Why COVID-19 and climate change go hand in hand

Why COVID-19 and climate change go hand in hand | Insurance Business

Why COVID-19 and climate change go hand in hand

Few individuals like to be on the receiving end of an ‘I told you so,’ but if anyone has the right to say this phrase right now, it’s the World Economic Forum (WEF), which, in January 2020, devoted an entire chapter in its annual risks report to the risk of health systems not being ready for a pandemic.

Unsurprisingly, in its Global Risks Report 2021, published in partnership with Marsh & McLennan Companies, SK Group and Zurich Insurance Group, the WEF put the COVID-19 pandemic at the top of its list of concerns, though it’s far from the only major exposure that the insurance industry and businesses in general should be wary of moving forward.

Climate change-related issues are, for one, top of mind for global leaders, including those in the US, with President Joe Biden already making climate change one of his administration’s key priorities. After a rocky wildfire season in the US that resulted in estimated insured losses totaling somewhere between $7 billion and $13 billion, according to RMS, and an Atlantic hurricane season that broke the record (previously held by 2005) for the most named storms, more attention on climate fallout couldn’t come soon enough.

“We’re seeing bigger interest now among world leaders to address the longer-term challenges and risks, especially with climate change,” said Børge Brende, president of the WEF, during a recent Press conference on the new risks report. He pointed to Biden’s plan to re-join the Paris Climate Agreement of 2016, which the President has since signed off on via an executive order.

Looking at the broader global landscape, “We are seeing also that stimulus … is now used to accelerate the green economy and the transformation into low carbon society, but of course, there are dilemmas there, too,” noted Brende. “There are still 1.3 billion people not having access to basic electricity in the world, so how [can we] make sure that there is access to electricity and at the same time, get the CO2 emissions down?”

Nonetheless, the silver lining of the pandemic has been that when it comes to climate issues and longer-term risks, COVID-19 has served as a “wake-up call,” added the WEF leader.

This doesn’t, however, mean that the coronavirus has resulted in a new and more urgent approach to climate issues. Historically, it has been a challenge to alert the public, businesses, and politicians to the slow-burning fire known as climate change, compared to a crisis event that has impacted the entire world like COVID-19. Panellists at the WEF press conference addressed why it’s so difficult to get people concerned enough about climate issues to actually act.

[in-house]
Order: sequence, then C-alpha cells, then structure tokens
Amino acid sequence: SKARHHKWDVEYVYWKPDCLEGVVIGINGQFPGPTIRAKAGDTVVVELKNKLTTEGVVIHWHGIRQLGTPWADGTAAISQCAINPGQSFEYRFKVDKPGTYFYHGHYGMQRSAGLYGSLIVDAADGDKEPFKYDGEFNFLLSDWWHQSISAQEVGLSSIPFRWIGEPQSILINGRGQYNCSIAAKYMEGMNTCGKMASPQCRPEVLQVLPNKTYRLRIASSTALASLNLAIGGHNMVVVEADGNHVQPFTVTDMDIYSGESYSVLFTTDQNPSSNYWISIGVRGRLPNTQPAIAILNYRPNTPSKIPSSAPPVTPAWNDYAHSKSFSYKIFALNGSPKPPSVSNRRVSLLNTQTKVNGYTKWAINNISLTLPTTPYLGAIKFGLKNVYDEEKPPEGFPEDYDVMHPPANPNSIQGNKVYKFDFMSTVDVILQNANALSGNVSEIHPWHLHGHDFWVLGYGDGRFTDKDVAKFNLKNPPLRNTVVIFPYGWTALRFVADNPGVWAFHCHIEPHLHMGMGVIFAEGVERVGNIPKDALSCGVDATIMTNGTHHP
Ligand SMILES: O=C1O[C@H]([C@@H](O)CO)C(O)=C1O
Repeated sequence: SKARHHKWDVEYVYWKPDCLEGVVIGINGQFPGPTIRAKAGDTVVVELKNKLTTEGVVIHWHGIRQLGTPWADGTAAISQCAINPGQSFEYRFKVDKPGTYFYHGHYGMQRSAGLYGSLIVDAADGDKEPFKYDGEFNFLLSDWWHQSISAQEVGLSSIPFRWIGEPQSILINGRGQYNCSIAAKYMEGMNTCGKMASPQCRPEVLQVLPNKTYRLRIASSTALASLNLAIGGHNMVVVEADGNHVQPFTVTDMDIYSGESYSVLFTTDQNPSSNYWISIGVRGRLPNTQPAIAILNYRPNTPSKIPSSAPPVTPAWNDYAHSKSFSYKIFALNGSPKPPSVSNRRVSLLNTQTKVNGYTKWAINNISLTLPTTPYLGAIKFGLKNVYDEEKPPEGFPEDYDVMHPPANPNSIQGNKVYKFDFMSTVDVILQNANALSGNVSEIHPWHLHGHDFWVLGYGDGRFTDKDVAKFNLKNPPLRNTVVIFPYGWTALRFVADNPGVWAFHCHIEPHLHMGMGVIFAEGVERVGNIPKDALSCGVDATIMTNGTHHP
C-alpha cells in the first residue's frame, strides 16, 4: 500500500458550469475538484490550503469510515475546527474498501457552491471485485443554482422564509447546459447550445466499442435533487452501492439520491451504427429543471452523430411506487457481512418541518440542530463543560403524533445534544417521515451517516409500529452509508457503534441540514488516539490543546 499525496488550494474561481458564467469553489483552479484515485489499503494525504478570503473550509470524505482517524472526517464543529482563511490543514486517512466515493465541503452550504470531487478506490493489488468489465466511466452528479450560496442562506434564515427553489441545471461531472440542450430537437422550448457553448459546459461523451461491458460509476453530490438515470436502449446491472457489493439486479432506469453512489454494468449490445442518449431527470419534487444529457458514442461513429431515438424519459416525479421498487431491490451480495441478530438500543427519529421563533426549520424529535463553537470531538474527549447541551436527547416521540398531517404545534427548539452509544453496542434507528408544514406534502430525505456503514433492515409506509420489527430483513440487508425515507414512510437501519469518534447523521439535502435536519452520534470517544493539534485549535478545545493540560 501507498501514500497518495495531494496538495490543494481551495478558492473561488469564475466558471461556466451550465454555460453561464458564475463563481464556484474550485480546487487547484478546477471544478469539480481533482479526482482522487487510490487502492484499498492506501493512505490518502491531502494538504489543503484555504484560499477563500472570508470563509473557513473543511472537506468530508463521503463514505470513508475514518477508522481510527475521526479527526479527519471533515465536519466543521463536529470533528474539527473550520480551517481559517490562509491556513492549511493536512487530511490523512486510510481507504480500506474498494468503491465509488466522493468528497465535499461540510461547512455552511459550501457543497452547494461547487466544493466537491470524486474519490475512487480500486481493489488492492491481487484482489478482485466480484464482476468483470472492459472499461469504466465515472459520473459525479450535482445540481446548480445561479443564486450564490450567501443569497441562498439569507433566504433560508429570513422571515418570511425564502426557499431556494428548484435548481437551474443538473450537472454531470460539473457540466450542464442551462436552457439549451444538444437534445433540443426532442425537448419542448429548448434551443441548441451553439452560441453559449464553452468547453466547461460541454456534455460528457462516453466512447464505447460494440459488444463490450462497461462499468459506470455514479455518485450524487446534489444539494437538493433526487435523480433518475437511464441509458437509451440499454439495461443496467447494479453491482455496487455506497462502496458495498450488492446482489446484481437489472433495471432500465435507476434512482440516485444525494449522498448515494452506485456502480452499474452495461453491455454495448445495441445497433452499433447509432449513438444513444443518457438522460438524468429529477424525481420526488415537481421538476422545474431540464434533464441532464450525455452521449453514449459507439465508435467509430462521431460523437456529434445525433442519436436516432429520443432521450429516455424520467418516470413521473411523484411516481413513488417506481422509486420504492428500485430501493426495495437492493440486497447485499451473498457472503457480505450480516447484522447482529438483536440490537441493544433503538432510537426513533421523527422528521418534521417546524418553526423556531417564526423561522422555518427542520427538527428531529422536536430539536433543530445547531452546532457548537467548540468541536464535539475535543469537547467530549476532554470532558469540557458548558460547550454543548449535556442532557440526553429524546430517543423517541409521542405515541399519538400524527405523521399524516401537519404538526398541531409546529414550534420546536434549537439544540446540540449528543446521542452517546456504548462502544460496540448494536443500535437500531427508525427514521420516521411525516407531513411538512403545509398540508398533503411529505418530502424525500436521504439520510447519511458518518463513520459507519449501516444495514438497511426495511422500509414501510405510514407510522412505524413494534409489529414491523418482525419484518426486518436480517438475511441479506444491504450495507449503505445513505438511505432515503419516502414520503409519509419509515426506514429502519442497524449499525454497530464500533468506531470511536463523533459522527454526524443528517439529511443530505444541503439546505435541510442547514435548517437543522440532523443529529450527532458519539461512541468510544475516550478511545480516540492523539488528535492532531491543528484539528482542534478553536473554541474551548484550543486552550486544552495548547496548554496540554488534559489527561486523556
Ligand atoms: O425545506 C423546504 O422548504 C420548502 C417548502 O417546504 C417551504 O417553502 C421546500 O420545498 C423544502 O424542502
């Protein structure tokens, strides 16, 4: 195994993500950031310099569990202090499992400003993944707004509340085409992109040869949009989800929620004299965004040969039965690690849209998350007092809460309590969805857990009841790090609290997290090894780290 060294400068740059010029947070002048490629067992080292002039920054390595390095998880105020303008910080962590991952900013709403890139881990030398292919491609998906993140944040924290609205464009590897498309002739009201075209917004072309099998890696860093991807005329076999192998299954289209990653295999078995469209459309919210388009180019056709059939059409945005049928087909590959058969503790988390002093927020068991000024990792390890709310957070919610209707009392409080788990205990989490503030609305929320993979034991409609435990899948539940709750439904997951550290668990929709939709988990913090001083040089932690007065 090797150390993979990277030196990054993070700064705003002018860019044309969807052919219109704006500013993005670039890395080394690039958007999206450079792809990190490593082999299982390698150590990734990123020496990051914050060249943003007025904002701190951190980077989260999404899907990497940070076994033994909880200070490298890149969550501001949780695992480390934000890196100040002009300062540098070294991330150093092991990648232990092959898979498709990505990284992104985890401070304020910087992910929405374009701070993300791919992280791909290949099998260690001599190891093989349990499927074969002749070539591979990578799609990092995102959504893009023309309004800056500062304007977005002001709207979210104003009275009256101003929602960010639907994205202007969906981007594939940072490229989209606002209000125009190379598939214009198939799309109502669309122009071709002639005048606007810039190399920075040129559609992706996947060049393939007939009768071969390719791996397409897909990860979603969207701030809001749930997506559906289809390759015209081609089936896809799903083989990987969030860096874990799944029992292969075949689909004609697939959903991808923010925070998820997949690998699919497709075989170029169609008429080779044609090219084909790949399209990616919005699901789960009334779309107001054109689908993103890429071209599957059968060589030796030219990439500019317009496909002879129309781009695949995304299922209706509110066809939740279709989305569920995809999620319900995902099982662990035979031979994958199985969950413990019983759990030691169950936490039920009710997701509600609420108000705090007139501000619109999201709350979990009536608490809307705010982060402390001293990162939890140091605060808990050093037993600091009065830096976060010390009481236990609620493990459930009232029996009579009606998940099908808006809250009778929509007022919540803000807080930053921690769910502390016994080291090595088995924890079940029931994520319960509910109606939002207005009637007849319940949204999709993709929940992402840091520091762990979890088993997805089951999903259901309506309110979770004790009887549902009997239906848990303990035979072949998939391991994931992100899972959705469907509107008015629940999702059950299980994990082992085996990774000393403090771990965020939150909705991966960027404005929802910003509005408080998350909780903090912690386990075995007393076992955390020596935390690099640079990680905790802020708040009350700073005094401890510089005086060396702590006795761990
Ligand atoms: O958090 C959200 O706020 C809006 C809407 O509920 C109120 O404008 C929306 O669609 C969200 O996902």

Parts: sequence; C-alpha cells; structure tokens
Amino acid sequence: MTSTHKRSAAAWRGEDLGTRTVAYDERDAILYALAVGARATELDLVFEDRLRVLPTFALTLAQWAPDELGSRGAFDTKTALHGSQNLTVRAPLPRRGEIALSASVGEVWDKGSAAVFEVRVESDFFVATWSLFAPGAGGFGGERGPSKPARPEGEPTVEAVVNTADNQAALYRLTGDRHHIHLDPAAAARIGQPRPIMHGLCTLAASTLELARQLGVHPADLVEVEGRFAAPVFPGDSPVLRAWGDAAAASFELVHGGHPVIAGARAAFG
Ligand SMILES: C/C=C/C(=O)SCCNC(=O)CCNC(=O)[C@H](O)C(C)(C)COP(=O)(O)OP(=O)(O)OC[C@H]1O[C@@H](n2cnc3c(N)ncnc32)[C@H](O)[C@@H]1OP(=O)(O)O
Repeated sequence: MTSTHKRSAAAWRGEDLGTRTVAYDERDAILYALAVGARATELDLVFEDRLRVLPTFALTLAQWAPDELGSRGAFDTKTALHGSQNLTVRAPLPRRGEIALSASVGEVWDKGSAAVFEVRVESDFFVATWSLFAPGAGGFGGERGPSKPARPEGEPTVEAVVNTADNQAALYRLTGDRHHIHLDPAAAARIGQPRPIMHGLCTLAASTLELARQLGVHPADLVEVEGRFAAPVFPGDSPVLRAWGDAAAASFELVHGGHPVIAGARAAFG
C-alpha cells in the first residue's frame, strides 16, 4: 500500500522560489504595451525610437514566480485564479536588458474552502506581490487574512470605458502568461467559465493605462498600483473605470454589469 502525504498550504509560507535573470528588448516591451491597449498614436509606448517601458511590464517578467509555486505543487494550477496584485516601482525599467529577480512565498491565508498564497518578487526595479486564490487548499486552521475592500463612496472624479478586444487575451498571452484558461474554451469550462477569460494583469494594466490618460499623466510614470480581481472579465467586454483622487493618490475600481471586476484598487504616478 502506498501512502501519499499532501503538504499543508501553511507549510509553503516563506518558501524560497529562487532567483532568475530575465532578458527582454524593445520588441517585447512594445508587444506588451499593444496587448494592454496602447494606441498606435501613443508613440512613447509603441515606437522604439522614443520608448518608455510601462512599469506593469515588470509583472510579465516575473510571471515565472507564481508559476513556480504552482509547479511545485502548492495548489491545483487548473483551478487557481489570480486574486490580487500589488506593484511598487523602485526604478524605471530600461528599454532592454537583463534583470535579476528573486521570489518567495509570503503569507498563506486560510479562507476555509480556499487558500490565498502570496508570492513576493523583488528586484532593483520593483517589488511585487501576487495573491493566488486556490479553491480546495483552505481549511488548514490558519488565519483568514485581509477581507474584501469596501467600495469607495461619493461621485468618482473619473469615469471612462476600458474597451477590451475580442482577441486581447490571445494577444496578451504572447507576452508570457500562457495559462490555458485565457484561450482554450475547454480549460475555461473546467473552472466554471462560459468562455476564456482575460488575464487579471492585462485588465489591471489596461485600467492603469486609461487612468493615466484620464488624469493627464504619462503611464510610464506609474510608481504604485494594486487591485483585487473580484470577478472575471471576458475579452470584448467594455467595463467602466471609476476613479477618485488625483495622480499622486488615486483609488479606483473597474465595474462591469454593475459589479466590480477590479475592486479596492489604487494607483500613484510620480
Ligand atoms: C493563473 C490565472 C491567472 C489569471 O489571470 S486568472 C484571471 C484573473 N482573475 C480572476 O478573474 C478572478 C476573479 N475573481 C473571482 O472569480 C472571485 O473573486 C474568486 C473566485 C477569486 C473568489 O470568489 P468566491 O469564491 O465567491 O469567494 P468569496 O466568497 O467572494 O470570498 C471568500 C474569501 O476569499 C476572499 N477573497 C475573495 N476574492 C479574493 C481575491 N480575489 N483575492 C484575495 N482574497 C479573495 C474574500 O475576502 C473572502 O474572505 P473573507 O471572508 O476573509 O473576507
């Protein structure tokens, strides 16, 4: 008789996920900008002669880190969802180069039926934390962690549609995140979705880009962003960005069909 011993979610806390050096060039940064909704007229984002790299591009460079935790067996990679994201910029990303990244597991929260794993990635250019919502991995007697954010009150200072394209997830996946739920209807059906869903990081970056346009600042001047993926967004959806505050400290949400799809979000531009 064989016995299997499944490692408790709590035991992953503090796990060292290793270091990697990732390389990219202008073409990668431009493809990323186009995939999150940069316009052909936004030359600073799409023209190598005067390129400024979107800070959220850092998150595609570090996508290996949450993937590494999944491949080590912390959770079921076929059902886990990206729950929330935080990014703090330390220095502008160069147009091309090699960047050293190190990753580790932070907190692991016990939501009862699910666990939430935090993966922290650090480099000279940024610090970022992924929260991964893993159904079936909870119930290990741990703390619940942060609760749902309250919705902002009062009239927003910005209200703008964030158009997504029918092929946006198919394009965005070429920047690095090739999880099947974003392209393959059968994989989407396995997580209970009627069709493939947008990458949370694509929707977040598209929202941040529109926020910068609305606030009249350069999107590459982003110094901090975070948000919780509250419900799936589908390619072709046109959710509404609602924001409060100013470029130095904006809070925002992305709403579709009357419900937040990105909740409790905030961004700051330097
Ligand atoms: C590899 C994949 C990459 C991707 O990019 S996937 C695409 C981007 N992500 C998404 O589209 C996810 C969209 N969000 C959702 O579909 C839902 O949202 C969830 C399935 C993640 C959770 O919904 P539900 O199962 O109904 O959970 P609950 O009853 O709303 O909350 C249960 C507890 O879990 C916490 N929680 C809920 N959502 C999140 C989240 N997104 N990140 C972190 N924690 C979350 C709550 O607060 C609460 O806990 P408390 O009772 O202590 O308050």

Read more: COVID pandemic highlights importance of risk management

“It’s actually almost against human nature. Humans are very ‘fight or flight’ focused,” said Peter Giger, group chief risk officer, Zurich. “Dealing with immediate risks, we’re very good at; with the slow-burning fires, we’re not nearly as good. I think that’s why we find it so hard as a society to deal with climate change, and if there were a silver bullet, I would have spent it a long time ago.”

Corporations are another story, especially depending on where in the world they’re located and the politics of a particular region, which in some places, are far ‘greener.’ Notably, even among the insurance industry, companies have felt more pressure to focus corporate social responsibility efforts on the environment, seen most recently when AXIS Capital stated that it will not provide insurance coverage or investment support to projects related to exploration, drilling, or the production of oil and gas in the Arctic National Wildlife Refuge.

Read more: AXIS Capital won’t insure oil exploration in Arctic National Wildlife Refuge

“Corporate players are under incredible stress to meet their climate obligations. We are under pressure from virtually all our stakeholders, from governmental stakeholders and employees to our shareholders, and this is very much something that we have in mind,” said Guillaume Barthe-Dejean, director, chairman’s office, SK Holdings. He added that while the pandemic has emerged and been disruptive in its own right, “I wouldn’t say that it has … shifted the question of climate change to one side – it hasn’t de-escalated it.”

There have also been climate benefits from COVID-19, such as the fact that fewer people are traveling, whether it’s on long-haul flights or to and from work in their vehicles, which has had a significant impact on the carbon footprint. Nonetheless, said another panellist, it’s important to point out that cargo has continued to be shipped around the world and manufacturing likewise hasn’t come to a standstill.

As a result, “The climate change conversation is far from over,” said Carolina Klint, risk management leader, Continental Europe, Marsh, though she added that the pandemic has increased awareness of low-probability, high-impact events in boardrooms.

“At the same time, we do see regulators pushing hard for corporations to take more responsibility and to measure their climate change mitigation in a more transparent and public way. I think the opportunity here is for companies to prepare for that increasing pressure on climate issues from all of their stakeholders.”